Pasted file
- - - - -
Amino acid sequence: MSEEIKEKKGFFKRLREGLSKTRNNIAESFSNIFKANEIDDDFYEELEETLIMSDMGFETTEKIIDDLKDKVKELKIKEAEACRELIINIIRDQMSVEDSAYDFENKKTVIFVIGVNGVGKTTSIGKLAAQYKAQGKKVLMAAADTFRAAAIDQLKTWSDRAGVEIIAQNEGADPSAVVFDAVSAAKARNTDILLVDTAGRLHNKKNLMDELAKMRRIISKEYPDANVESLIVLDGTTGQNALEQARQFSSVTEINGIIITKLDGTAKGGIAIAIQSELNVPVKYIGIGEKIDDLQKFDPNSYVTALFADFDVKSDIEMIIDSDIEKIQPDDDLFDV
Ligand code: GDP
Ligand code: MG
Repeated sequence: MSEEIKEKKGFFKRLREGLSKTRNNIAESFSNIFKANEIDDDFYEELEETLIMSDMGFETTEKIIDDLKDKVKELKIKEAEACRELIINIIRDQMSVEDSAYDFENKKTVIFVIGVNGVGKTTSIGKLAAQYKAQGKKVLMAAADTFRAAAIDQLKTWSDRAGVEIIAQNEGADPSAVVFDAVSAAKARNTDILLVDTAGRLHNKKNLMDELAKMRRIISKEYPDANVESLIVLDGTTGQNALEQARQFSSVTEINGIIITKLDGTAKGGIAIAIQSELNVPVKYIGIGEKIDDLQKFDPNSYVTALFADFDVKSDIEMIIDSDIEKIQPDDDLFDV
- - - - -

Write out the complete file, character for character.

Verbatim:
Amino acid sequence: MSEEIKEKKGFFKRLREGLSKTRNNIAESFSNIFKANEIDDDFYEELEETLIMSDMGFETTEKIIDDLKDKVKELKIKEAEACRELIINIIRDQMSVEDSAYDFENKKTVIFVIGVNGVGKTTSIGKLAAQYKAQGKKVLMAAADTFRAAAIDQLKTWSDRAGVEIIAQNEGADPSAVVFDAVSAAKARNTDILLVDTAGRLHNKKNLMDELAKMRRIISKEYPDANVESLIVLDGTTGQNALEQARQFSSVTEINGIIITKLDGTAKGGIAIAIQSELNVPVKYIGIGEKIDDLQKFDPNSYVTALFADFDVKSDIEMIIDSDIEKIQPDDDLFDV
Ligand code: GDP
Ligand code: MG
Repeated sequence: MSEEIKEKKGFFKRLREGLSKTRNNIAESFSNIFKANEIDDDFYEELEETLIMSDMGFETTEKIIDDLKDKVKELKIKEAEACRELIINIIRDQMSVEDSAYDFENKKTVIFVIGVNGVGKTTSIGKLAAQYKAQGKKVLMAAADTFRAAAIDQLKTWSDRAGVEIIAQNEGADPSAVVFDAVSAAKARNTDILLVDTAGRLHNKKNLMDELAKMRRIISKEYPDANVESLIVLDGTTGQNALEQARQFSSVTEINGIIITKLDGTAKGGIAIAIQSELNVPVKYIGIGEKIDDLQKFDPNSYVTALFADFDVKSDIEMIIDSDIEKIQPDDDLFDV